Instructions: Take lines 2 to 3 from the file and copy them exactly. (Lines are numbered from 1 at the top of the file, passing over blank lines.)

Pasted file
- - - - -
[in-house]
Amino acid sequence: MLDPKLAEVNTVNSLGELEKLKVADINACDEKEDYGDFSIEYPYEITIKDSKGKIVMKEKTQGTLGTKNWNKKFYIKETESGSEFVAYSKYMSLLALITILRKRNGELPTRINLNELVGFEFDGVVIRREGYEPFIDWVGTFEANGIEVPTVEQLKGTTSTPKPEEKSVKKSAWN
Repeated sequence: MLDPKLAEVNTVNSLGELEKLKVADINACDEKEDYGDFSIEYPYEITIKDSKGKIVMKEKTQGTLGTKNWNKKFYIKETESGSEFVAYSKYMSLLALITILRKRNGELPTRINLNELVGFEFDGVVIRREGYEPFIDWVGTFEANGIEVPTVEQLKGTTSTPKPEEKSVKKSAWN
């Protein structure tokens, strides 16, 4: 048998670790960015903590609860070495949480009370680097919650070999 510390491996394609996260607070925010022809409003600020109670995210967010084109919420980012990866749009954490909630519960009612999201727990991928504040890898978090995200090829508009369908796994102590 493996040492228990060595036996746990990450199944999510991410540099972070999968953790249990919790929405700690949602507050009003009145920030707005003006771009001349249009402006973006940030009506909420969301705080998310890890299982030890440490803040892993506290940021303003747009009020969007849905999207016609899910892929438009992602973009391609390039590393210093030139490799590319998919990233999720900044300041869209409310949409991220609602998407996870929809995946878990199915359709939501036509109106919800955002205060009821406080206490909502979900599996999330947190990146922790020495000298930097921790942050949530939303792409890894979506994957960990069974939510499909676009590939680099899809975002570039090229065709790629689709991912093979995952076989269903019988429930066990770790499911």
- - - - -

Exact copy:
Amino acid sequence: MLDPKLAEVNTVNSLGELEKLKVADINACDEKEDYGDFSIEYPYEITIKDSKGKIVMKEKTQGTLGTKNWNKKFYIKETESGSEFVAYSKYMSLLALITILRKRNGELPTRINLNELVGFEFDGVVIRREGYEPFIDWVGTFEANGIEVPTVEQLKGTTSTPKPEEKSVKKSAWN
Repeated sequence: MLDPKLAEVNTVNSLGELEKLKVADINACDEKEDYGDFSIEYPYEITIKDSKGKIVMKEKTQGTLGTKNWNKKFYIKETESGSEFVAYSKYMSLLALITILRKRNGELPTRINLNELVGFEFDGVVIRREGYEPFIDWVGTFEANGIEVPTVEQLKGTTSTPKPEEKSVKKSAWN